The government has allowed shops and shopping malls to keep open from 9:00am to 5:00pm from Friday following health guidelines. However, the permission is applicable for a period of five days from April 9 to 13.
The cabinet division in a notification disclosed this decision on Thursday.
The notification signed by deputy secretary Md Rezaul Islam said the authorities would take legal actions against those who will flout the health guidelines in the wake of spike of coronavirus infection.
According to the decision, shops and malls can remain open for 8 hours from Friday to Tuesday.
Earlier, the authorities enforced countrywide lockdown for a week from 5 April to contain the spread of novel coronavirus.
Leaders of shop owners’ association had a demand for permission to keep shopping malls and other business establishments open.
They were arguing that the havoc caused by coronavirus would be double if business establishments and shopping malls remain closed.
Considering the demand, the Cabinet Division has issued a notification allowing shopping malls and other business establishments to be run following health regulations and social distance.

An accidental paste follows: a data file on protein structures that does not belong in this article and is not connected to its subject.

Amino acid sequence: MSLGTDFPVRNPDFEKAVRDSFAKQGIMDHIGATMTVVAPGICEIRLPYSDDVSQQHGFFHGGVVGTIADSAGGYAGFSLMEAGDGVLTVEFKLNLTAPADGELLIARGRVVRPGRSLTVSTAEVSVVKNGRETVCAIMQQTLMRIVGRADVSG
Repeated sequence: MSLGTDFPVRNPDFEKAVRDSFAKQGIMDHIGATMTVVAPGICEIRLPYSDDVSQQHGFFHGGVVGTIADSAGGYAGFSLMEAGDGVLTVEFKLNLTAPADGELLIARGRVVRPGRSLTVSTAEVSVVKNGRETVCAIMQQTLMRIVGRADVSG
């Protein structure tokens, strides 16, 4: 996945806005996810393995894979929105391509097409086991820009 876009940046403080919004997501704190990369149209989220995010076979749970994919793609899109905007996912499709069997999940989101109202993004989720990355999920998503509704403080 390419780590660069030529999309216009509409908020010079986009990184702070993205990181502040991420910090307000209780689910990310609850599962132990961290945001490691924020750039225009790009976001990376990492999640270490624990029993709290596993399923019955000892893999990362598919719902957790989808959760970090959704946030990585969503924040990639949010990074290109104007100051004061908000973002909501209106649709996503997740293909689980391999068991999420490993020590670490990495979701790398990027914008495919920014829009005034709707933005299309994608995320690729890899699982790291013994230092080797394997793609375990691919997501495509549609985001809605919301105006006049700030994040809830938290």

The 'lockdown' that started on Monday to handle the second wave of coronavirus has been opposed by the traders of the country from the very beginning.
However, before the start of the lockdown, the government had said that all public transport, including long distance, would be closed. But later the government reconsidered the decision and now only long distance transport is closed.
In the meanwhile, when the transport in the city started, the lockdown practically broke down and everything became normal.
Earlier, the government had issued 18-point directives to prevent coronavirus infection, so that everyone is compliant with hygiene rules and all forms of public gatherings are discouraged.
The first coronavirus infection occurred in Bangladesh on March 8 last year. As it continued to increase day by day, it was declared a general holiday on March 26 for the first time in the country, which was later extended several times.